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On the Record: DJ Craig Mitchell is behind Burlington's newest record store... and a hit dance song by Yoko Ono 

click to enlarge MATTHEW THORSEN
  • Matthew Thorsen

It’s been more than a decade since electronic beats filled the dancehalls of London and Berlin, revolutionizing the dance-music culture of Europe and elevating the deejay to the same holy status usually reserved for rock gods. For the first time since the saccharine days of late-’70s disco, people flocked to dance clubs, each boasting his or her own outlandish take on the burgeoning movement. In the scene that blossomed around new music, personality and panache — of both deejays and audience — became the rule.

After initial resistance, Yanks now have caught the beat as well. National artists like Moby and Fat Boy Slim have achieved massive commercial success on pop radio, and deejays like the U.K.’s Paul Oakenfold and Sasha & Digweed jet around the country for residencies at the country’s top clubs.

In Burlington, several nightspots — including Ruben James, Millennium Nightclub, Rasputin’s and Club Metronome — have embraced the trend, thanks to the availability and musical variety offered by a growing posse of talented local spinners.

As if on cue, the urban music shop Joyryde Records appeared in Burlington around Thanksgiving. Co-owned by Steve “Stavros” Mitchelides, 24, and popular former Burlington deejay-singer Craig Mitchell, 30, Joyryde provides a direct link for Vermonters to the dance scene of the Eastern U.S. and Quebec. Upstairs from Speeder & Earl’s on the Church Street Marketplace, their 500-square-foot shop stocks brand-new vinyl and a small selection of handpicked used records.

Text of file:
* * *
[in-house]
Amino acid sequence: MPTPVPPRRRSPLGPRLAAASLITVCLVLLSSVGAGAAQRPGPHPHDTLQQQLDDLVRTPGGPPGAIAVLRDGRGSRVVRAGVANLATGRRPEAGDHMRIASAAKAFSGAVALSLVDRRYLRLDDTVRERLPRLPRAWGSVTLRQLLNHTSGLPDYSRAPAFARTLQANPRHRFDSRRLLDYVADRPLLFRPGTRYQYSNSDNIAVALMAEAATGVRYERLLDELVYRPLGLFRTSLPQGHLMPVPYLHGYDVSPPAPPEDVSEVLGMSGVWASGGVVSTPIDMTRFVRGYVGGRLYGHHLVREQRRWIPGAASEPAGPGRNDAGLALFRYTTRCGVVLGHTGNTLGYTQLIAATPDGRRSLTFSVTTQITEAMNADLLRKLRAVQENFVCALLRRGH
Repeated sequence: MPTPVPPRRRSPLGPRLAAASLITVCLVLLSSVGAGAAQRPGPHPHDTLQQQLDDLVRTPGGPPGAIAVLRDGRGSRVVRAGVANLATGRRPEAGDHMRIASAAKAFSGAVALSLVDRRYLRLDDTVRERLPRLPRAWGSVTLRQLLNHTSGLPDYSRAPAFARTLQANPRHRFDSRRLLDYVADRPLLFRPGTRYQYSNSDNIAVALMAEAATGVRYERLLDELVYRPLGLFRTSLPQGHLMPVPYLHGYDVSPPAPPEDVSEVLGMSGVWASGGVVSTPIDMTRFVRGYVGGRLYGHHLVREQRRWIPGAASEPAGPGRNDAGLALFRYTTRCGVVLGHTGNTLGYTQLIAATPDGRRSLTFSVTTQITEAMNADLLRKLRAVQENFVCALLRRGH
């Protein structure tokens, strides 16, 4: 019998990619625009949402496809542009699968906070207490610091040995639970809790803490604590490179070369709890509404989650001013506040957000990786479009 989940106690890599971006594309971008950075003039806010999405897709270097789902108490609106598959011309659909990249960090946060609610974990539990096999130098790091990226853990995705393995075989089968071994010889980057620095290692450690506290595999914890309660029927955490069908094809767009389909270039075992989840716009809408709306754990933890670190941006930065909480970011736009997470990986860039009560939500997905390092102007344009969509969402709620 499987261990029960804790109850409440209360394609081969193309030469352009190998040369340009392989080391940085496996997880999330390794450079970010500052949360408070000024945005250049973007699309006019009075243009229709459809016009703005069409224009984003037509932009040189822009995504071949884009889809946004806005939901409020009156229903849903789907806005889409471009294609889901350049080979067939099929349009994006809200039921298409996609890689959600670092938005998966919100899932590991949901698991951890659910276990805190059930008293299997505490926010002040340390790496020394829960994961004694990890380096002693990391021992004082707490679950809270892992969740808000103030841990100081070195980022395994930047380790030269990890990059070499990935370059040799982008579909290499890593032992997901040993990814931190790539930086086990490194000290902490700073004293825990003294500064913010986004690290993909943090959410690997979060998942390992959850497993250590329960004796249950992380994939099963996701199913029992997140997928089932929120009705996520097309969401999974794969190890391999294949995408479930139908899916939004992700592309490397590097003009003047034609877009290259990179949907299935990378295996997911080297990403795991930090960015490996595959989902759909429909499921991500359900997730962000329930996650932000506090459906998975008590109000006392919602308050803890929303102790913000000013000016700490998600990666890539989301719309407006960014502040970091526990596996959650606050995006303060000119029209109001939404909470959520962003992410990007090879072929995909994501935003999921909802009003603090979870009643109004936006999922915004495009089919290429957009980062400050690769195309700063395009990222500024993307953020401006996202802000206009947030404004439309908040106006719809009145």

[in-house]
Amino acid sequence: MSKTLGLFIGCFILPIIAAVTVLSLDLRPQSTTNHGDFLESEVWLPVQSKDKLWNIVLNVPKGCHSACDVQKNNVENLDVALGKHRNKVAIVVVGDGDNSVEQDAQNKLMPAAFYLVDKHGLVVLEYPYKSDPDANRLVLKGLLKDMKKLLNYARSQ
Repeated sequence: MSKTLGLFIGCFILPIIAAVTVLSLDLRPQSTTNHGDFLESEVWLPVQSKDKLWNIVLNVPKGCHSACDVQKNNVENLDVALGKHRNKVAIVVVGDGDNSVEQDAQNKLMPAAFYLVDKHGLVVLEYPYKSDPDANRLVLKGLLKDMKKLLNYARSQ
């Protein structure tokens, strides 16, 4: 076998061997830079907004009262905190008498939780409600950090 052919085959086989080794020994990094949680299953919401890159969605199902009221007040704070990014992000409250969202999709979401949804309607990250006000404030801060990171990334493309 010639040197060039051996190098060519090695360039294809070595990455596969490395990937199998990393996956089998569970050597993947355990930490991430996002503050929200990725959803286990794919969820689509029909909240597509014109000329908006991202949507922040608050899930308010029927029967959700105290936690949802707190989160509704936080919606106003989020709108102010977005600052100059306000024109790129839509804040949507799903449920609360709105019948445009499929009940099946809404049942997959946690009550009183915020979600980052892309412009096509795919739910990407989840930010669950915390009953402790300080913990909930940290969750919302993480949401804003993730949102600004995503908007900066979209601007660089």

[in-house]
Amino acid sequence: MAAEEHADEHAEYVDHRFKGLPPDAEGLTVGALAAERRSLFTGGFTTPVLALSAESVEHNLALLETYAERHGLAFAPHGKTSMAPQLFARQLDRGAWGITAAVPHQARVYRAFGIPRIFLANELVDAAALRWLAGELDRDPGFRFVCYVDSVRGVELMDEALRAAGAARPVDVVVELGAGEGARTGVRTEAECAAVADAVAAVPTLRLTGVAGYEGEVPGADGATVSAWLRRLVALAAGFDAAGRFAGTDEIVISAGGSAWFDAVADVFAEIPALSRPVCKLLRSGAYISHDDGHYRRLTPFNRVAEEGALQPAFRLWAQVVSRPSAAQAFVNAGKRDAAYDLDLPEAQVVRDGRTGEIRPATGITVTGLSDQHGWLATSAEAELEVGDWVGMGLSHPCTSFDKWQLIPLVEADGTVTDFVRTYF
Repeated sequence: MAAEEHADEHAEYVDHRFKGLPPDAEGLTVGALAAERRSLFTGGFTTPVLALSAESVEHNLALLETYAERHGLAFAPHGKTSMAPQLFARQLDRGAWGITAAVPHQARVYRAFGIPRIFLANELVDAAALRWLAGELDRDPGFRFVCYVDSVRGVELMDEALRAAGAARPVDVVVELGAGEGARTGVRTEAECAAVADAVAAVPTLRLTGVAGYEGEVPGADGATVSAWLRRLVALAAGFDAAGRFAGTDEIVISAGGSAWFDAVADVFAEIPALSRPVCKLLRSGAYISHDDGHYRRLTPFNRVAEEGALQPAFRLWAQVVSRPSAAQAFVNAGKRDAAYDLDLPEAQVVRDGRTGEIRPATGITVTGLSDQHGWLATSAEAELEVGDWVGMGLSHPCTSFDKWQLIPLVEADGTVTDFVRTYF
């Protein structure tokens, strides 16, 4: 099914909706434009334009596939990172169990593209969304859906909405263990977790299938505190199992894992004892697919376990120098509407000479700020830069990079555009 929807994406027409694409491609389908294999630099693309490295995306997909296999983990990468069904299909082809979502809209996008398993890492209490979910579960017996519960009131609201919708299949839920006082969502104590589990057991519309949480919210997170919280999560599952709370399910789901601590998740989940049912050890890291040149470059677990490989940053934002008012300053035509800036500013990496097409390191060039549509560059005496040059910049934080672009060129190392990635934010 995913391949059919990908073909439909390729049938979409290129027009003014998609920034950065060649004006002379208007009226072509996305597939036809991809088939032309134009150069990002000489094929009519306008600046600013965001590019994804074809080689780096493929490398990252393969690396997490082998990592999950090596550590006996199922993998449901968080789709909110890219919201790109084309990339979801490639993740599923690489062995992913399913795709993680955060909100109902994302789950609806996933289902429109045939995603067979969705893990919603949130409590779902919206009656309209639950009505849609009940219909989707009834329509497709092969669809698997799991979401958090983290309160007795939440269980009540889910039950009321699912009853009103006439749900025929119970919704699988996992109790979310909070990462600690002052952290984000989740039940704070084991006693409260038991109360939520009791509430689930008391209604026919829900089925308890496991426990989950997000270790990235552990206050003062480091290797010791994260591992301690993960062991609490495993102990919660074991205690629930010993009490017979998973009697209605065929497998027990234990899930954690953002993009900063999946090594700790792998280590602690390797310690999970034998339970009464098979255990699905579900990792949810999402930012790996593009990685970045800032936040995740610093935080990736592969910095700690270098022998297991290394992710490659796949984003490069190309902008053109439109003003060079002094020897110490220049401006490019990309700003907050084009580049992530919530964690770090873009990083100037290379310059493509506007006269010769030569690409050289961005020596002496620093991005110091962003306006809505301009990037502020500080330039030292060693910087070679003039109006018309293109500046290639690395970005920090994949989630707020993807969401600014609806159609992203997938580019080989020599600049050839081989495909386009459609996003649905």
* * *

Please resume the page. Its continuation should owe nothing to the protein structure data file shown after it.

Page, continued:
“Most regular customers stop by probably four times a week,” informs Mitchelides. “Unlike many stores that have new orders released once or twice a week, we have new records each day.” Turntables are set up for previewing tracks, so the latest sounds are constantly pulsing out of the shop’s ample sound system.

The record shop is just the latest enterprise for Joyryde, a 4-year-old “music marketing company specifically focused on dance music,” explains Mitchelides. He and Mitchell have a collective 15 years of deejaying and dance promotion experience. Last April, they began selling records online at; Internet sales comprise 10-20 percent of Joyryde’s business, nearly all to international buyers. The retail store is an offshoot geared to supplying local dance denizens.

“The record store provides deejays with a chance to not only buy records, but to sell tickets and promote local events,” explains Mitchelides. It “gives a base for the entire northern New England dance scene.”

The key to success for a niche-product shop in a small market lies in their ability to mesh perfectly with the interests of Burlington deejays and fans, he notes. “When you can buy any one of the 500 records that get released each week, you need to know what’s hot for your area.” Mitchell and Mitchelides closely follow musical trends percolating from urban areas into the ears of Burlington ravers.